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Slippery slopes: local authority liability for landslips

Slippery slopes: local authority liability for landslips

Slippery slopes: local authority liability for landslips

Thursday 23 November, 2017

The setting aside of esplanade reserve when land is developed on the coast or alongside lakes and rivers, means that local authorities own or control a large amount of coastal and riverbank land.  Unsurprisingly, this land is often at higher risk of slippage.

A recent decision of the Auckland High Court, Cattell v Auckland Council [2017] NZHC 2140 (5 September 2017, Lang J) highlighted some of the risks Councils may face if slippage on Council-owned land causes damage to adjoining properties. 

The Cattells owned property adjoining a Council-owned esplanade reserve. In 1996, the Council had developed the reserve, including adding walkways for public use.  The work done by the Council led to the slope adjacent to the Cattells’ property being steepened, increasing the risk of slippage on that slope.  The Council therefore engaged its engineers to assess the level of risk, and to implement measures to mitigate that risk.

The engineers recommended installing counterfort drains to reduce the risk of the slope becoming unstable in high groundwater conditions, and this work was undertaken on Council’s behalf.  In order to maintain the drains and keep them functioning at full capacity, it was important that the drains be inspected regularly.  The evidence however, was that inspections were not done systematically. Further inspection was carried out after a crack appeared in 2006, and fresh suggestions for maintenance were made.  There was no indication that any remedial or maintenance work was carried out at this time either. The crack then widened considerably, causing damage to the Cattells’ turning area and threatening their home.  The Cattells commenced proceedings.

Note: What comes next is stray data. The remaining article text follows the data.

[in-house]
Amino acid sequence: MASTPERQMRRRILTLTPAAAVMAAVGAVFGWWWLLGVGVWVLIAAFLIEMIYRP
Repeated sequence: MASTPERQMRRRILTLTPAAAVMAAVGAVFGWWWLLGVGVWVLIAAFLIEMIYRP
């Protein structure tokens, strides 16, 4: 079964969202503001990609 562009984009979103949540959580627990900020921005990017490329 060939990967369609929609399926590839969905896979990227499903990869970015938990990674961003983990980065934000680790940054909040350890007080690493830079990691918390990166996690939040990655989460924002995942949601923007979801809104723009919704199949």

The Court found that the Council had failed to monitor and maintain the drains and that this meant that the performance of the drainage structure was compromised.  The damage to the turning area (but not the house) was linked to the increased slope instability, which was not properly mitigated due to the compromised performance of the drainage structure.   The Court also found that the steepness of the slope (which also contributed to instability) was a direct result of Council’s earthworks.

The Council was therefore held liable for the damage to the turning area.  No relief has yet been granted, but the likely outcome is that the Council will be required to fund the works necessary to restore support to the Cattells’ land.

The good news

The good news is that Cattell involved an unusual set of facts.  A party will not usually be responsible for damage occurring to neighbouring land as a result of slippage caused by natural hazards.  In Cattell the Council was liable because it had caused the problem in the first place, and had failed to take appropriate steps to mitigate it. 

The not so good news

The not so good news is that there are a number of circumstances in which a Council can be held liable for slippage, even if that slippage is triggered by natural events. As the Cattell decision shows, liability may arise decades after the original works took place.  It is important that local authorities take a careful approach to managing their slip liability risk. 

We have experience advising local authorities on management of their “slip” risk and responding to specific situations where slippage has caused damage to residents’ property. 


Our thanks to Angela Vanderwee for contributing to this article.

Please contact James MacGillivray, Kate Cornegé or Megan Crocket if you want to learn more about the issues discussed in this article.

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